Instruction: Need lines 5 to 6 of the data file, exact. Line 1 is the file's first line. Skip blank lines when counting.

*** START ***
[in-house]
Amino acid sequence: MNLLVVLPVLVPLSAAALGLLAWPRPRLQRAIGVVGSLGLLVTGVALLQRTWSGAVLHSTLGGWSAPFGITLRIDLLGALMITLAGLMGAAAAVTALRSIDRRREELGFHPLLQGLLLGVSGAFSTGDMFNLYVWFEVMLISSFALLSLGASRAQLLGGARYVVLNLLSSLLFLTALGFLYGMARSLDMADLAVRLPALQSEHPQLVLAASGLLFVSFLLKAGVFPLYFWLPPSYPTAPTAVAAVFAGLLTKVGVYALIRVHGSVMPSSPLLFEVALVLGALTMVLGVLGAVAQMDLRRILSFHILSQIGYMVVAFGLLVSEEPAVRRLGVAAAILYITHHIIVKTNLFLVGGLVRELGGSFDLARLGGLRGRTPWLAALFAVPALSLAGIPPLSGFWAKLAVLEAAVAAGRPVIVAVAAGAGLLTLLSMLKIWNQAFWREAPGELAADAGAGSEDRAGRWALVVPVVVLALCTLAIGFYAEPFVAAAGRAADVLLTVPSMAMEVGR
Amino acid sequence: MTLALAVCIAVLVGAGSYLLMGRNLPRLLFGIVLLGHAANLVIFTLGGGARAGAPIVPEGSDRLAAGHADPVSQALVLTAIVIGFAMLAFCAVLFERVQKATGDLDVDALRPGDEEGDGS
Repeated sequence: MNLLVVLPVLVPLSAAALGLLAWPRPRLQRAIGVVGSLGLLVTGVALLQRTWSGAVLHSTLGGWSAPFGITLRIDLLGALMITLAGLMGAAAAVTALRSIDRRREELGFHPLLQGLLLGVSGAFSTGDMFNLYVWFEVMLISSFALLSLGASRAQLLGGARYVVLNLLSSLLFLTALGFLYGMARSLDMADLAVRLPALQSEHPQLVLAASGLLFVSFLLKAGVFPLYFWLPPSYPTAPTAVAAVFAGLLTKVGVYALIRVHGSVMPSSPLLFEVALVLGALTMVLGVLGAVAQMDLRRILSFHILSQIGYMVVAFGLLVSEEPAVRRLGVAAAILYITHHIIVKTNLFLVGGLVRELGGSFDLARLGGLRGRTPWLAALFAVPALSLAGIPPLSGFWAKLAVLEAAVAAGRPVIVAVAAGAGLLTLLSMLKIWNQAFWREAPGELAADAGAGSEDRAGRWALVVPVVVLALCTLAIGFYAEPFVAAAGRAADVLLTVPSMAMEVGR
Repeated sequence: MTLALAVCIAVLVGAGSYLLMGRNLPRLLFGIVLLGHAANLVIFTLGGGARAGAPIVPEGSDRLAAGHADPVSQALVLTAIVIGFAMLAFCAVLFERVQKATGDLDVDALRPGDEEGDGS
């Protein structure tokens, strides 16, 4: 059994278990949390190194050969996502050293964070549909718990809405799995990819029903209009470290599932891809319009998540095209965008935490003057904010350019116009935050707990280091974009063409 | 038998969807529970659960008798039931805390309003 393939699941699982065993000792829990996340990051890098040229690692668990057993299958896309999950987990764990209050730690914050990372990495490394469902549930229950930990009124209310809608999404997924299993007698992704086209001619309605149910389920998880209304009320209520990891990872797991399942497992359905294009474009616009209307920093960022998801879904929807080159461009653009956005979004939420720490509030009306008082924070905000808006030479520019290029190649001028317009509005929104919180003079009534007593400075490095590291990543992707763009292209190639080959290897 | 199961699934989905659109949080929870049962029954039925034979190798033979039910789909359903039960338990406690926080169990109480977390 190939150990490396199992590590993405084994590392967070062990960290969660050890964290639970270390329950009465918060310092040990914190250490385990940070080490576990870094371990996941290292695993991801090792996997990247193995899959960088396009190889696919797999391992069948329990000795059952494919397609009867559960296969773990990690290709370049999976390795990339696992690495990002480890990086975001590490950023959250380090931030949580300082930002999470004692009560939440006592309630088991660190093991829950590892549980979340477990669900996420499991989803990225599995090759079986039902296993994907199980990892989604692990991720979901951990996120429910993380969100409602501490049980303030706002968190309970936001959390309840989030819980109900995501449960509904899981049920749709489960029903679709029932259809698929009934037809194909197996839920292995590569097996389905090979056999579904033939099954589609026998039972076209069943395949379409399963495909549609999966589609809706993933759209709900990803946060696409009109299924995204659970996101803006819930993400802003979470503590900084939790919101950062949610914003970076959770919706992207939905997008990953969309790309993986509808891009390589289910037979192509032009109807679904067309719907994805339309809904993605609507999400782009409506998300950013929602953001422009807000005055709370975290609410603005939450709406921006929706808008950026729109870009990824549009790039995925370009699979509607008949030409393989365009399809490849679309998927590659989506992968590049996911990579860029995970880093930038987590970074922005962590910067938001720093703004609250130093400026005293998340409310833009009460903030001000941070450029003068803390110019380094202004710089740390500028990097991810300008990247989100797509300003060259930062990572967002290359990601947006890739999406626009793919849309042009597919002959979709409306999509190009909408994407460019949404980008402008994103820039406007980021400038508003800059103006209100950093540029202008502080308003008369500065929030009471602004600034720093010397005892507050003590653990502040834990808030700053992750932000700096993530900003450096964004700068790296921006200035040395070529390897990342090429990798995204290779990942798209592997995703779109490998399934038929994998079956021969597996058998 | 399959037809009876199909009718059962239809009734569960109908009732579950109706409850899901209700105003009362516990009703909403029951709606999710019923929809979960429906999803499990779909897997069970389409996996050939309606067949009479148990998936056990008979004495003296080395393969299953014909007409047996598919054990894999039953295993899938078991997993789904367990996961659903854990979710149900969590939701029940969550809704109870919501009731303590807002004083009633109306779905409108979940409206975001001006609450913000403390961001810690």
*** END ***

Repeated sequence: MTLALAVCIAVLVGAGSYLLMGRNLPRLLFGIVLLGHAANLVIFTLGGGARAGAPIVPEGSDRLAAGHADPVSQALVLTAIVIGFAMLAFCAVLFERVQKATGDLDVDALRPGDEEGDGS
């Protein structure tokens, strides 16, 4: 059994278990949390190194050969996502050293964070549909718990809405799995990819029903209009470290599932891809319009998540095209965008935490003057904010350019116009935050707990280091974009063409 | 038998969807529970659960008798039931805390309003 393939699941699982065993000792829990996340990051890098040229690692668990057993299958896309999950987990764990209050730690914050990372990495490394469902549930229950930990009124209310809608999404997924299993007698992704086209001619309605149910389920998880209304009320209520990891990872797991399942497992359905294009474009616009209307920093960022998801879904929807080159461009653009956005979004939420720490509030009306008082924070905000808006030479520019290029190649001028317009509005929104919180003079009534007593400075490095590291990543992707763009292209190639080959290897 | 199961699934989905659109949080929870049962029954039925034979190798033979039910789909359903039960338990406690926080169990109480977390 190939150990490396199992590590993405084994590392967070062990960290969660050890964290639970270390329950009465918060310092040990914190250490385990940070080490576990870094371990996941290292695993991801090792996997990247193995899959960088396009190889696919797999391992069948329990000795059952494919397609009867559960296969773990990690290709370049999976390795990339696992690495990002480890990086975001590490950023959250380090931030949580300082930002999470004692009560939440006592309630088991660190093991829950590892549980979340477990669900996420499991989803990225599995090759079986039902296993994907199980990892989604692990991720979901951990996120429910993380969100409602501490049980303030706002968190309970936001959390309840989030819980109900995501449960509904899981049920749709489960029903679709029932259809698929009934037809194909197996839920292995590569097996389905090979056999579904033939099954589609026998039972076209069943395949379409399963495909549609999966589609809706993933759209709900990803946060696409009109299924995204659970996101803006819930993400802003979470503590900084939790919101950062949610914003970076959770919706992207939905997008990953969309790309993986509808891009390589289910037979192509032009109807679904067309719907994805339309809904993605609507999400782009409506998300950013929602953001422009807000005055709370975290609410603005939450709406921006929706808008950026729109870009990824549009790039995925370009699979509607008949030409393989365009399809490849679309998927590659989506992968590049996911990579860029995970880093930038987590970074922005962590910067938001720093703004609250130093400026005293998340409310833009009460903030001000941070450029003068803390110019380094202004710089740390500028990097991810300008990247989100797509300003060259930062990572967002290359990601947006890739999406626009793919849309042009597919002959979709409306999509190009909408994407460019949404980008402008994103820039406007980021400038508003800059103006209100950093540029202008502080308003008369500065929030009471602004600034720093010397005892507050003590653990502040834990808030700053992750932000700096993530900003450096964004700068790296921006200035040395070529390897990342090429990798995204290779990942798209592997995703779109490998399934038929994998079956021969597996058998 | 399959037809009876199909009718059962239809009734569960109908009732579950109706409850899901209700105003009362516990009703909403029951709606999710019923929809979960429906999803499990779909897997069970389409996996050939309606067949009479148990998936056990008979004495003296080395393969299953014909007409047996598919054990894999039953295993899938078991997993789904367990996961659903854990979710149900969590939701029940969550809704109870919501009731303590807002004083009633109306779905409108979940409206975001001006609450913000403390961001810690």